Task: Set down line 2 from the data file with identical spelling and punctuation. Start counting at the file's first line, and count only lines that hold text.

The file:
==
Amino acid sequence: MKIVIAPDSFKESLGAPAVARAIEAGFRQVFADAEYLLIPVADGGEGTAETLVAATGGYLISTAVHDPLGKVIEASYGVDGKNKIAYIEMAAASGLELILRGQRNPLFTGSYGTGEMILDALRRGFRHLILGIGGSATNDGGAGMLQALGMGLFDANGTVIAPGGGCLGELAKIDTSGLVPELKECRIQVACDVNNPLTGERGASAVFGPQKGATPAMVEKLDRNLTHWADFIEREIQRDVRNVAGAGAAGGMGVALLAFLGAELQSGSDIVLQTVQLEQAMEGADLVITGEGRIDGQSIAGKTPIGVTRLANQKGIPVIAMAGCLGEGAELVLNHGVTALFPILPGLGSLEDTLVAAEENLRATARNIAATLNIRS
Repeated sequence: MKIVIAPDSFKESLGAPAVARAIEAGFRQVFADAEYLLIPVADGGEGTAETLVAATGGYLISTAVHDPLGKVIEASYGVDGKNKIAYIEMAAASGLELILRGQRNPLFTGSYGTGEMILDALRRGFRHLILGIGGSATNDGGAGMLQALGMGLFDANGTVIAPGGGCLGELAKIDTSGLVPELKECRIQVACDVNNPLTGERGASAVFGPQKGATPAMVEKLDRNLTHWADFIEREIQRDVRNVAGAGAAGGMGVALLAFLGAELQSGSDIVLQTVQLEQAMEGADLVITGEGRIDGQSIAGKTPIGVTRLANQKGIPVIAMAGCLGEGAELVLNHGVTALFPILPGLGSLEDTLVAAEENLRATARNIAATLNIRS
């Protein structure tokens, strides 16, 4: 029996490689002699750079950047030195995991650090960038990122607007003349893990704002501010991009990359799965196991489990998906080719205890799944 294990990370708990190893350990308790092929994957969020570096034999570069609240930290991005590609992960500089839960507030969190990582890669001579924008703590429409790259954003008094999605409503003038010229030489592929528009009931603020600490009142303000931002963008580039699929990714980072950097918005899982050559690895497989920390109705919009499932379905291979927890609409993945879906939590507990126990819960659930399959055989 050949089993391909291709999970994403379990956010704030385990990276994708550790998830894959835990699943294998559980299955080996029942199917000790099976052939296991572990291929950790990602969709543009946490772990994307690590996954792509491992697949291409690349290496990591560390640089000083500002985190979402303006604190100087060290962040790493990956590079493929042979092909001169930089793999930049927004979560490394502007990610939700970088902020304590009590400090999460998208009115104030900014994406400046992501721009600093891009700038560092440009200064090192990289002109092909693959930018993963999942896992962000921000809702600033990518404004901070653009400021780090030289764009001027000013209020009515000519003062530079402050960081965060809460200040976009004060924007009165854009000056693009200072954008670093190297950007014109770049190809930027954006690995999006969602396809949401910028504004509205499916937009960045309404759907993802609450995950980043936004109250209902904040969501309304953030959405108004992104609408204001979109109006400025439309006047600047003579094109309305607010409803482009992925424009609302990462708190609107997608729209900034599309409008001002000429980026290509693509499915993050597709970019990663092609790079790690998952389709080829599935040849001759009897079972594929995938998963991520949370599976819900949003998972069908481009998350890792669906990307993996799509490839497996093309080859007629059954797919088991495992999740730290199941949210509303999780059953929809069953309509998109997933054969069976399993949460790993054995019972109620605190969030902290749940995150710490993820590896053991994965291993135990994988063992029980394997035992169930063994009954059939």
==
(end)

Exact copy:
Repeated sequence: MKIVIAPDSFKESLGAPAVARAIEAGFRQVFADAEYLLIPVADGGEGTAETLVAATGGYLISTAVHDPLGKVIEASYGVDGKNKIAYIEMAAASGLELILRGQRNPLFTGSYGTGEMILDALRRGFRHLILGIGGSATNDGGAGMLQALGMGLFDANGTVIAPGGGCLGELAKIDTSGLVPELKECRIQVACDVNNPLTGERGASAVFGPQKGATPAMVEKLDRNLTHWADFIEREIQRDVRNVAGAGAAGGMGVALLAFLGAELQSGSDIVLQTVQLEQAMEGADLVITGEGRIDGQSIAGKTPIGVTRLANQKGIPVIAMAGCLGEGAELVLNHGVTALFPILPGLGSLEDTLVAAEENLRATARNIAATLNIRS